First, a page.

This is the latest in a series of interviews with APA Books authors and editors. For this interview, Susan Herman, Development Editor Consultant for APA Books, talked with Roberta Golinkoff of University of Delaware and Kathy Hirsh-Pasek of Temple University and the Brookings Institution.
Roberta Michnick Golinkoff, PhD, obtained her bachelor’s degree at Brooklyn College, her PhD at Cornell University, and was awarded a postdoctoral fellowship at the Learning Research and Development Center of the University of Pittsburgh. She is the Unidel H. Rodney Sharp Professor of Education and professor of psychology and of linguistics and cognitive science at the University of Delaware.
Kathryn Hirsh-Pasek, PhD, is the Stanley and Debra Lefkowitz Distinguished Faculty Fellow in the Department of Psychology at Temple University and a senior fellow at the Brookings Institution. Her research examines the development of early language and literacy, as well as the role of play in learning. With her long-term collaborator, Roberta Michnick Golinkoff, she is the author of 12 books and hundreds of publications.
How long have the two of you been collaborating?
KHP: Roberta and I have been working together 37 years. We have lasted longer than most marriages. We would have each been good as solo scientists, but when you have a wonderful working relationship it actually feeds creativity. And I think it also feeds the product.
How did you come from developmental science, primarily working with young children, into looking at school-age children and what’s happening in K-12 education?
KHP: The book isn’t only about K-12. It really is about 0-99. If we want to prepare an educated citizenry of the future, we need to think not only about what’s going on in the schools but also what’s going on outside the schools, in the communities in which children live. If we think of education as only taking place inside the school walls, then we’re missing literally 80 percent of the waking time of children.
This book is really more about redefining education for the 21st century. It poses this central question: what counts as success? When our children grow up, what do we want of them as a society?
What I believe the 21st century answer ought to be is: we want happy, healthy, social, caring, and thinking children today, who are going to grow up to be compassionate, collaborative, critically thinking, creatively innovative, and responsible citizens of tomorrow.
What skills do you need to achieve that? You have to work backwards, reverse engineer it. The business community has been screaming for this for the better part of a decade. We want to reduce inequities and we want [education] to dovetail with the skills you need in the workplace.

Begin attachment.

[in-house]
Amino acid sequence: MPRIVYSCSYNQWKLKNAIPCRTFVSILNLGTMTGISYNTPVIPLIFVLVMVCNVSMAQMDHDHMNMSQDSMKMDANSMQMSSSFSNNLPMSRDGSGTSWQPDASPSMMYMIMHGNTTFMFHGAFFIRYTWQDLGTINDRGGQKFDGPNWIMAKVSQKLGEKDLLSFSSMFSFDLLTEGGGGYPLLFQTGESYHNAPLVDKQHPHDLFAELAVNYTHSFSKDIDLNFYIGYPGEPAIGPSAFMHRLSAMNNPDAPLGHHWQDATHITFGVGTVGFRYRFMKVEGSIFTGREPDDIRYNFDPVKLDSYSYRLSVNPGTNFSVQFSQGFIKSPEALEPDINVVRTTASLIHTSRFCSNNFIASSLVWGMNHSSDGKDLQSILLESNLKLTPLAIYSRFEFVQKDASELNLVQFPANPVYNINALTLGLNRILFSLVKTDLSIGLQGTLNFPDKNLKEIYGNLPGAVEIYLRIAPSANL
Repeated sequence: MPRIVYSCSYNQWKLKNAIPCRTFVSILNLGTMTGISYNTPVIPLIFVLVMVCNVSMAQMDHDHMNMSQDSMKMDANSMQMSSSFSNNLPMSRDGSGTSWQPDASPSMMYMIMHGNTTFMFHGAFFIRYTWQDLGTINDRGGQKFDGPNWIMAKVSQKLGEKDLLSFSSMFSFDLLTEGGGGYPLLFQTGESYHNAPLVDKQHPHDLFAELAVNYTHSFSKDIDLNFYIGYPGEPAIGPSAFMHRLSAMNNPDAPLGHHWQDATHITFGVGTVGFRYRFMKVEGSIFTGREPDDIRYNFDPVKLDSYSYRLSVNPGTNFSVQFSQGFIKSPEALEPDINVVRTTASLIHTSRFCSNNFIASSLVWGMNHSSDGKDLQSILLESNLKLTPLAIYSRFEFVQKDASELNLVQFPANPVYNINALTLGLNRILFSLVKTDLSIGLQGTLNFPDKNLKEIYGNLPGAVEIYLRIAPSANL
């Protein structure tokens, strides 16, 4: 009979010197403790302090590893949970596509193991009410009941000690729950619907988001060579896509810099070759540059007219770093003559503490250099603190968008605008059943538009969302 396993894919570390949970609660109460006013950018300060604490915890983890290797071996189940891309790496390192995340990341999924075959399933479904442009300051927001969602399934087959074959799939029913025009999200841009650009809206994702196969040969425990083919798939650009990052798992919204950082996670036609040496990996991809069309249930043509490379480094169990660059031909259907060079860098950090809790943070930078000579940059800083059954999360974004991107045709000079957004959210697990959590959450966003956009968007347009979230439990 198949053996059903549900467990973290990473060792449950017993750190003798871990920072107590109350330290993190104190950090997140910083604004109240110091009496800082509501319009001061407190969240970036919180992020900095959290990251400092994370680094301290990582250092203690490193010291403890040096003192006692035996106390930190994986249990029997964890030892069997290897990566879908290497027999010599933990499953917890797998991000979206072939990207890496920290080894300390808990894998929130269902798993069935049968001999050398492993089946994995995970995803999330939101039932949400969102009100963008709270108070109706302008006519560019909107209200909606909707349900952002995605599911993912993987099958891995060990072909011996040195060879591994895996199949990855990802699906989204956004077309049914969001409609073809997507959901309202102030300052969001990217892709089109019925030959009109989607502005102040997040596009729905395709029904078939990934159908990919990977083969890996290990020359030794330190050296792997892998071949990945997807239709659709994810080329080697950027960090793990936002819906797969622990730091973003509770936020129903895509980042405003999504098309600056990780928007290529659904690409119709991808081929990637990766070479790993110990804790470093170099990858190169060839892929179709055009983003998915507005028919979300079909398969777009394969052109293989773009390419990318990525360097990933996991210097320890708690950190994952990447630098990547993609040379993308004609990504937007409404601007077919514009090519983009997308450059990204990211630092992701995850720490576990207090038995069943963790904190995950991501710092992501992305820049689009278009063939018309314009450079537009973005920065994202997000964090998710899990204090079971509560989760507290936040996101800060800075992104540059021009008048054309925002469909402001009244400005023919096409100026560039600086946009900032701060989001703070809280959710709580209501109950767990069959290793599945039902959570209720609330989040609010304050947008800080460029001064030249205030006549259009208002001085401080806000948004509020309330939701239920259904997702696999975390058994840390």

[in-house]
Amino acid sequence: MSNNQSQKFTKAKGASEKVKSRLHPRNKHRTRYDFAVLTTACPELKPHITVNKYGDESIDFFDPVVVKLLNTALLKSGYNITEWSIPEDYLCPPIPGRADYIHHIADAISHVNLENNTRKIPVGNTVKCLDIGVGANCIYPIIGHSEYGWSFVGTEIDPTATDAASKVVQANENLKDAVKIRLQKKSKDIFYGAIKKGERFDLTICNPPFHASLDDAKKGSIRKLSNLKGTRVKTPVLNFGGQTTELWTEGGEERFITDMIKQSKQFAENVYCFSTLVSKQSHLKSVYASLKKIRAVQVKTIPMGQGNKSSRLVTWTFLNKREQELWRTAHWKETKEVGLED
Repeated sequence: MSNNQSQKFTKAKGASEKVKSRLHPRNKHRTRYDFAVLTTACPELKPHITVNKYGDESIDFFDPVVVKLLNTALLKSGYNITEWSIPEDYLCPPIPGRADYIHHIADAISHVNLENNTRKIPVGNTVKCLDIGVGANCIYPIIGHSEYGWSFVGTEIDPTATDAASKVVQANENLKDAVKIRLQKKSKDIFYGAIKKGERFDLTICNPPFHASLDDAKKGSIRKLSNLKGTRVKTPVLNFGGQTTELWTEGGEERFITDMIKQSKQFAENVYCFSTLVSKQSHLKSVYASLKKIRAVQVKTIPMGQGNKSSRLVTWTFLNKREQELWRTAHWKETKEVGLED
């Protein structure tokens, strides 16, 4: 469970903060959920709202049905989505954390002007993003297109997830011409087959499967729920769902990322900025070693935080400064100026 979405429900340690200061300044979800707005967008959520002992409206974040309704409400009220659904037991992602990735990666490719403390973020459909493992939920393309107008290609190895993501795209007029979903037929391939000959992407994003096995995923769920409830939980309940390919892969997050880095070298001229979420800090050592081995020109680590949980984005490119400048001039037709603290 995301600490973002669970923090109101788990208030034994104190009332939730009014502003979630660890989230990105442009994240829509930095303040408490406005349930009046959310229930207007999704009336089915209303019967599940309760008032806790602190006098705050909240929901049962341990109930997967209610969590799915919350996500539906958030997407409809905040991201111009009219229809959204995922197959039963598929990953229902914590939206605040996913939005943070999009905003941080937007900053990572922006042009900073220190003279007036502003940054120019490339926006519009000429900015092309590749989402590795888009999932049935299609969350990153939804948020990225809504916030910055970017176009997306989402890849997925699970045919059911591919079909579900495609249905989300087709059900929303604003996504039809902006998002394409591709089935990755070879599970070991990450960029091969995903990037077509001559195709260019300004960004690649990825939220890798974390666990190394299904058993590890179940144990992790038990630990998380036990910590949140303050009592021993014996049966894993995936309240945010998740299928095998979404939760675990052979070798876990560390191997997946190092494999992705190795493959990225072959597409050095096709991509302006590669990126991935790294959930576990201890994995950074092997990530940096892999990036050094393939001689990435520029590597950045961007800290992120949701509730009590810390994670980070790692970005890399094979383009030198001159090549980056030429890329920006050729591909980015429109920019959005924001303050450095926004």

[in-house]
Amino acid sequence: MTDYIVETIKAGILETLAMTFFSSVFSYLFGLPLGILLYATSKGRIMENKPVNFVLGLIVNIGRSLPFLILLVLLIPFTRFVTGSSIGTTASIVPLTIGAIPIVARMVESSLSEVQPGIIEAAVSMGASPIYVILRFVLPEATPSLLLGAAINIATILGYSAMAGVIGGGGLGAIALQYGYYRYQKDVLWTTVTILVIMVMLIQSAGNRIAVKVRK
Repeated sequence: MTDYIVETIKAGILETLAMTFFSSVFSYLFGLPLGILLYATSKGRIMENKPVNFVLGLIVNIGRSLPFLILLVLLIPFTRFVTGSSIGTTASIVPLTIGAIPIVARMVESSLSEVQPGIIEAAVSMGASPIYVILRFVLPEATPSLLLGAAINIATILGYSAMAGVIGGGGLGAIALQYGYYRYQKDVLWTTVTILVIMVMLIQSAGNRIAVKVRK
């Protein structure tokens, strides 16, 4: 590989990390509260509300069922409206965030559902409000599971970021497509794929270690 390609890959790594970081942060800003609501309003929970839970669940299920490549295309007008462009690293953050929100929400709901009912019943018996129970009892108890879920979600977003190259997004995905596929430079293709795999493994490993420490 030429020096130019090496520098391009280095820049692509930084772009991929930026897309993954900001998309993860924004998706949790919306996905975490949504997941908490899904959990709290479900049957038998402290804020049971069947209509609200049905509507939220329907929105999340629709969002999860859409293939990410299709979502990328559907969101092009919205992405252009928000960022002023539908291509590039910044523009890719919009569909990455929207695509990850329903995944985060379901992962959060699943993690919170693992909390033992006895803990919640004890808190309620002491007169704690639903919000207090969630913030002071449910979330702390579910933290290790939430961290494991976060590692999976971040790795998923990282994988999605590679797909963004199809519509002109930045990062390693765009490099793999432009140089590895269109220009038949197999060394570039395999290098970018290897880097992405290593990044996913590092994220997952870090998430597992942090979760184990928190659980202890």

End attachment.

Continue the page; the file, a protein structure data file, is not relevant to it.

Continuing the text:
Do we want to let [standardized] tests tell society what we can and cannot value? Or do we want to figure out what we value and find ways to see how children learn?
I saw an ad for an online learning company that says, “Each child is uniquely brilliant.” Is brilliant a buzzword now? What does it mean to be brilliant?
RG: We’re not about making people exceptional. We want to call attention to the fact that children have a vast range of capabilities, and while we’re mostly teaching content in the schools—and content is great, it’s got to be there—we must broaden what we do.
Because in this new world, it isn’t enough to be brilliant in the classic sense of getting straight A’s. Those people don’t necessarily get the jobs now. What matters for kids is to develop all the skills that will help them be better people.
For me, that’s number one—I want to create menschen. I want to create citizens who are members of their community and who play well together, who will function at a high level in their society. We want to help children get the jobs of the future.
For example, if we’re talking about how manufacturing plants are shutting down and the jobs are moving overseas, we’re not getting it—the nature of the workforce needs to change! The jobs that are going overseas are factory jobs. The jobs that are taking over in America are the high-level jobs.
We need to help our children find the jobs of the future, many of which haven’t been invented yet. We need to educate for the higher-level jobs that we are presently importing people to do because we don’t have enough people who can do them.
In your book, you conceptualize learning as consisting of six skills, the “Six C’s”: Collaboration, Communication, Content, Critical Thinking, Creative Innovation, and Confidence. How do you measure the Six Cs?
KHP: Roberta and I suggest that we can give you a profile of skills, using our Six C Grid [shown below]. What’s cool about the grid is that every one of us can look at ourselves and create a profile for ourselves on the six skills.